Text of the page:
Why More Students In Private Schools Are Obese.
New research reveals that private school students are more likely to be obese and experience weight-related problems compared to those in the public.
The use of school buses for transportation and fewer physical education (PE) lessons are two additional factors contributing to obesity, particularly among students in private schools.
Private schools prioritize core academic subjects over physical education in order to perform better on national exams, according to a study done in Kakamega County last year by researchers from Masinde Muliro University of Science and Technology (Mmust).
Additionally, most private schools lack playgrounds.
However, students who walk to and from public schools are less likely to be obese.
In addition to playing video games at home, the researchers discovered that students from private schools watched more TV than their counterparts from public schools.
Meals played a significant role in obesity as well. Overweight and obese students consumed more meals daily, which included foods high in fat and carbohydrates like pizza, chips, sausages, and burgers.
The more meals consumed in a day, the higher the levels of obesity, and the more carbohydrates and fats consumed, the higher the levels of obesity.
The researchers along with Dr. Issah Kweyu, Prof. Edwin Wamukoya from the department of Health Promotion and Sports Science, and Dr. Maximilla Wanzala from the department of Public Health, Micky Olutende.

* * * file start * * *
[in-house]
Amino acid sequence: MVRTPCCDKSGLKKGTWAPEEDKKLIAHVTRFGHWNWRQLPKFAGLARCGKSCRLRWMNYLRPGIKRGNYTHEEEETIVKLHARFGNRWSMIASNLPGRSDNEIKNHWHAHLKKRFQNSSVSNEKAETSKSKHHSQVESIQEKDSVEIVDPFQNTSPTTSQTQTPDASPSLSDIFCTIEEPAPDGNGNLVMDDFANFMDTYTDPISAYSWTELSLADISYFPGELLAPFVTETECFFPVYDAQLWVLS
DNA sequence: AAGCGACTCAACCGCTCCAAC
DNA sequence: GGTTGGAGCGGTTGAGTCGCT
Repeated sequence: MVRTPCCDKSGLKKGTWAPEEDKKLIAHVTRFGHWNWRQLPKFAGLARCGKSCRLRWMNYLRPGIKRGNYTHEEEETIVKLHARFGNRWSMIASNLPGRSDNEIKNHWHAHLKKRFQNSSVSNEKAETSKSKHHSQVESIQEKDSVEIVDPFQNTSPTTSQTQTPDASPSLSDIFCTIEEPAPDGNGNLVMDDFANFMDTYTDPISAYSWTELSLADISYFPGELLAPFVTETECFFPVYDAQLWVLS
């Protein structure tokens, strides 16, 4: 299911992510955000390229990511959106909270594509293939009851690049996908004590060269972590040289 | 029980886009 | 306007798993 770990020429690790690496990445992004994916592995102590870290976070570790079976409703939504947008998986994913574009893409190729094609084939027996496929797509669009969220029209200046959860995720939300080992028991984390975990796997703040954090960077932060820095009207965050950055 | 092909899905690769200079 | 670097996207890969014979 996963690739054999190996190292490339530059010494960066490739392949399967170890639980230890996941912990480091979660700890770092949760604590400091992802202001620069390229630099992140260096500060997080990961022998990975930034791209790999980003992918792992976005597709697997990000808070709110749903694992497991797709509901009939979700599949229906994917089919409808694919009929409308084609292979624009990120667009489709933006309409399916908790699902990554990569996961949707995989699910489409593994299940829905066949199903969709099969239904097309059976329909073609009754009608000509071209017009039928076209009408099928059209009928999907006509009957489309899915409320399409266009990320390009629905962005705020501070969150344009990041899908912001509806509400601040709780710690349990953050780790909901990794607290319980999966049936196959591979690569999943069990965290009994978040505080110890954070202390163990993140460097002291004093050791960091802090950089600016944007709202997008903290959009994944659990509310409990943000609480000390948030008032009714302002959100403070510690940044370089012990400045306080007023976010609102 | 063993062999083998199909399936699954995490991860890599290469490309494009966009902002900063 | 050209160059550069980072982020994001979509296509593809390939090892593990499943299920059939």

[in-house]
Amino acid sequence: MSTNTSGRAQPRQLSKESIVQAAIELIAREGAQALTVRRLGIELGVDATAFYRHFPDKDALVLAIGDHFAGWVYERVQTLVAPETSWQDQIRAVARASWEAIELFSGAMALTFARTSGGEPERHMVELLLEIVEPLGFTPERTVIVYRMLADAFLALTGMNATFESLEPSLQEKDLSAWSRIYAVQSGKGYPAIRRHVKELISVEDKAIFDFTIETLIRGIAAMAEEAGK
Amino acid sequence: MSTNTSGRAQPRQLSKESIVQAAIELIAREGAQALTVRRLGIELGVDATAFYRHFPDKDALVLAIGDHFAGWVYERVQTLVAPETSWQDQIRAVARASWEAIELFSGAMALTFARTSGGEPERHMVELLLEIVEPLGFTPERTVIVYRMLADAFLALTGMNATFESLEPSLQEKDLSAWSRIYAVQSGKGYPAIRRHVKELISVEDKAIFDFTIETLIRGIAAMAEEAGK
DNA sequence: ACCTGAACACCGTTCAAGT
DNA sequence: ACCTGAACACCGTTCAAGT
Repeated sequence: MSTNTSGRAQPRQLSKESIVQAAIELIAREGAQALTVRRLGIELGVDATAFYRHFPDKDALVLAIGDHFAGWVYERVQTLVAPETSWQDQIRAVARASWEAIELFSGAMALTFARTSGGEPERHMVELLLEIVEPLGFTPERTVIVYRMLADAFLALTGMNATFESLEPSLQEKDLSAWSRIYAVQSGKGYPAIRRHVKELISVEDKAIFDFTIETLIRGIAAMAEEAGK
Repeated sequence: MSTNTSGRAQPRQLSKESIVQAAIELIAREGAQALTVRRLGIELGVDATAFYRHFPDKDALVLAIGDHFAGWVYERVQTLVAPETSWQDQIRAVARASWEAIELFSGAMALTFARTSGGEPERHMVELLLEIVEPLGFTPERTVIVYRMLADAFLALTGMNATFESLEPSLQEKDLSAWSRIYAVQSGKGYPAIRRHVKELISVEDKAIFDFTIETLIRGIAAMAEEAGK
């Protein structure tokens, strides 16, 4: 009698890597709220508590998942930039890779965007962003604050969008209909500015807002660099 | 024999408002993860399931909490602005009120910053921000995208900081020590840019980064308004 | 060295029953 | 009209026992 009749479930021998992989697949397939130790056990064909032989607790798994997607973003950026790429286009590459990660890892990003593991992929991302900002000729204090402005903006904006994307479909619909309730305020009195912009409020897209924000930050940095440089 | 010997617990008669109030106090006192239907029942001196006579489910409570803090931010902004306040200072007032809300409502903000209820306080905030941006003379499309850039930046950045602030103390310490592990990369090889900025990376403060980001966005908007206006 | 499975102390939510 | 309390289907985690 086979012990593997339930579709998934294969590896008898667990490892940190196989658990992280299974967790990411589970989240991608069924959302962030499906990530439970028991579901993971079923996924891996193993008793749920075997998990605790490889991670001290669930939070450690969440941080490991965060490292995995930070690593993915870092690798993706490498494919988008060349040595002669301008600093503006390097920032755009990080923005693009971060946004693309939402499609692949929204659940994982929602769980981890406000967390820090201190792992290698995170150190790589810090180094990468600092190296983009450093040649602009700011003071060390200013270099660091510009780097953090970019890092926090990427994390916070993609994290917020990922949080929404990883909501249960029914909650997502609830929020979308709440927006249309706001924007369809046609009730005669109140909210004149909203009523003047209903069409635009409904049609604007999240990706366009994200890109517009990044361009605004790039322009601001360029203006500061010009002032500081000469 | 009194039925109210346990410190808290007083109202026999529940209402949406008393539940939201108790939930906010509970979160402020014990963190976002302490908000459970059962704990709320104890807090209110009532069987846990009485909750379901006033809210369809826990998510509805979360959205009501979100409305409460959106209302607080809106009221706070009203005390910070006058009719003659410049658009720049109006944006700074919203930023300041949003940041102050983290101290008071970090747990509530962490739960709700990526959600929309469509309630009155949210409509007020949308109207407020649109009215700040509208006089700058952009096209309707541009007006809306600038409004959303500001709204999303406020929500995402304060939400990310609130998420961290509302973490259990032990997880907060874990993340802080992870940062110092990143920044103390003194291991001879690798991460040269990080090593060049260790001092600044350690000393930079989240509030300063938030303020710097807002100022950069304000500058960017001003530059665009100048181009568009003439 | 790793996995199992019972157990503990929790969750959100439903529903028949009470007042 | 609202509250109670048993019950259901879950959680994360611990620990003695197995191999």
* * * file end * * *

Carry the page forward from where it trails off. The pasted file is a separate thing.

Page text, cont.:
Olutende said that because most schools had eliminated physical education from their timetables, students consume a lot of food in a day, especially fat and sugars, but do not burn off the energy through exercise and physical activity. Obesity is the result of the body storing excess energy as fat.
According to Dr. Kweyu, students in private schools watch more TV because their parents have employed house help while they watch TV or play computer games while they snack. Due to their way of life, they eventually become overweight or obese.
Dr. Wanzala observed that students attending private schools had more access to meals at home and at school.
According to the researchers, obesity is becoming more common among students in Kakamega, which puts them at risk for developing chronic illnesses like Type 2 diabetes, high blood pressure, breathing issues, hypertension, and non-alcoholic fatty liver disease.
A few people were also at risk for pre-diabetes, which is when blood sugar levels are elevated but the disease has not yet manifested.
In addition, the study shows that Type 2 diabetes was more common among obese students than other chronic illnesses.
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Chronic type 2 diabetes impairs the body’s ability to process blood sugar (glucose).
Increased thirst, frequent urination, hunger, fatigue, and blurred vision are signs that the body is either not producing enough insulin or resisting it.
The 15th International Multi-disciplinary Virtual Conference, which took place last week at Mmust, announced the results.
In both private and public schools, the study sought to identify the prevalence and risk factors for obesity among school-age children. The Journal of Advances in Sports and Physical Education published the findings.